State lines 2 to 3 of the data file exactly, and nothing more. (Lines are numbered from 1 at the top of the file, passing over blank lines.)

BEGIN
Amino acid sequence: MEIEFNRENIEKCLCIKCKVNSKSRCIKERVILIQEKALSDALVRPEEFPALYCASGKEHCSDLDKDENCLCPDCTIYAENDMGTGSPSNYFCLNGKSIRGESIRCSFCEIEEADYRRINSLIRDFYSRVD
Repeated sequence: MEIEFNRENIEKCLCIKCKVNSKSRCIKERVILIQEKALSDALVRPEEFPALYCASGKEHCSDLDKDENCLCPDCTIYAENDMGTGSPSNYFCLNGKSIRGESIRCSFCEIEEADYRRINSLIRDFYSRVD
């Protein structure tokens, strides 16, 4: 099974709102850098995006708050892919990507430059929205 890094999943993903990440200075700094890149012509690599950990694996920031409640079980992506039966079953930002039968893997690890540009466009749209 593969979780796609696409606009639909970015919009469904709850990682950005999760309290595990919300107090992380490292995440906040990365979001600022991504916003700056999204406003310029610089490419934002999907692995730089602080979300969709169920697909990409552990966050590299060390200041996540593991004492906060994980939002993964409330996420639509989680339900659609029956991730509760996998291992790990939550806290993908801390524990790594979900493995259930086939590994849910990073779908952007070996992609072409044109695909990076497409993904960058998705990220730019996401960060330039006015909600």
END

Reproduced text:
Repeated sequence: MEIEFNRENIEKCLCIKCKVNSKSRCIKERVILIQEKALSDALVRPEEFPALYCASGKEHCSDLDKDENCLCPDCTIYAENDMGTGSPSNYFCLNGKSIRGESIRCSFCEIEEADYRRINSLIRDFYSRVD
């Protein structure tokens, strides 16, 4: 099974709102850098995006708050892919990507430059929205 890094999943993903990440200075700094890149012509690599950990694996920031409640079980992506039966079953930002039968893997690890540009466009749209 593969979780796609696409606009639909970015919009469904709850990682950005999760309290595990919300107090992380490292995440906040990365979001600022991504916003700056999204406003310029610089490419934002999907692995730089602080979300969709169920697909990409552990966050590299060390200041996540593991004492906060994980939002993964409330996420639509989680339900659609029956991730509760996998291992790990939550806290993908801390524990790594979900493995259930086939590994849910990073779908952007070996992609072409044109695909990076497409993904960058998705990220730019996401960060330039006015909600």